Takeuchi, Riki

Permanent URI for this collectionhttps://hdl.handle.net/10735.1/9107

Riki Takeuchi is the Dr. Joseph Picken Distinguished Professor in Innovation and Entrepreneurship. His expertise is in organizations, strategy and international management and he serves as the PhD program coordinator in this area. His research interests include:

  • Employee Creativity
  • Aspiration Performance
  • Performance Change Patterns
  • Strategic Human Resources Management

ORCID page


Recent Submissions

Now showing 1 - 1 of 1
  • Item
    Expatriates' Performance Profiles: Examining The Effects of Work Experiences on the Longitudinal Change Patterns
    (Sage Publications Inc, 2018-04-12) Takeuchi, Riki; Li, Yixuan; Wang, Mo; 0000-0001-8386-6640 (Takeuchi, R); Takeuchi, Riki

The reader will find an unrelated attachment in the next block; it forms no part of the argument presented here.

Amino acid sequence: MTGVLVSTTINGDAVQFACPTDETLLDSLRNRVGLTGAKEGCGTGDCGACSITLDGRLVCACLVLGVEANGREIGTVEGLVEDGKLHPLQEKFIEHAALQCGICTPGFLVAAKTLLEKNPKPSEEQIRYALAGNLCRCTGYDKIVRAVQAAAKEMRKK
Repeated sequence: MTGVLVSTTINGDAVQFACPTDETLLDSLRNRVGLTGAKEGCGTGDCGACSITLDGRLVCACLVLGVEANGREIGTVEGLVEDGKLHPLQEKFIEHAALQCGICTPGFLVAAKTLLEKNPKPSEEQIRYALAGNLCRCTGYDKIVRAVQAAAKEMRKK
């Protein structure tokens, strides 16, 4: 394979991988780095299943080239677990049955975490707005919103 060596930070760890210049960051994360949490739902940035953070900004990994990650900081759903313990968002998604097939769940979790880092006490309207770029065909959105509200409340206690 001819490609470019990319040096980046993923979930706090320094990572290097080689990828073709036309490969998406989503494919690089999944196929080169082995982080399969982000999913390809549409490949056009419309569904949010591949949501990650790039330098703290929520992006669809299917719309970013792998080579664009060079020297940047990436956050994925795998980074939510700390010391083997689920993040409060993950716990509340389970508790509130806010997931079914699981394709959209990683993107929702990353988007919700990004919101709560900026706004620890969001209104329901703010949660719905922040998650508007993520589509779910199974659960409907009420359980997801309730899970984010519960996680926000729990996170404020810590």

Using four-wave, longitudinal, archival data sets from an expatriate sample (237 engineers and 191 managers) working in China, we explore whether different performance change patterns exist for expatriates during their international assignments and how work-related experiences accumulated prior to the assignments relate to performance change patterns. Using a latent class growth analysis, we identify the coexistence of four distinct longitudinal change patterns of expatriate job performance (i.e., u-curve, learning-curve, stable high-performance, and stable low-performance patterns). Further, we demonstrate that three different types of prior work experiences (i.e., international, job, and organizational) are important antecedents of such performance change patterns. Specifically, expatriates with moderate levels of work experiences displayed a u-curve pattern, expatriates with a high level of international work experience but low levels of job and organizational experiences displayed a learning-curve pattern, expatriates with an abundance of work experiences started off with a high level of job performance and maintained this performance level over the course of the international assignment, and expatriates with insufficient work experiences started off with a low level of job performance and were unable to improve their performance during the course of their international assignments. This set of findings contributes to the expatriation literature by highlighting the coexistence of multiple subgroups with different performance-change patterns based on prior work experiences and providing an effective integration of the social learning perspective and the human capital accumulation perspective.

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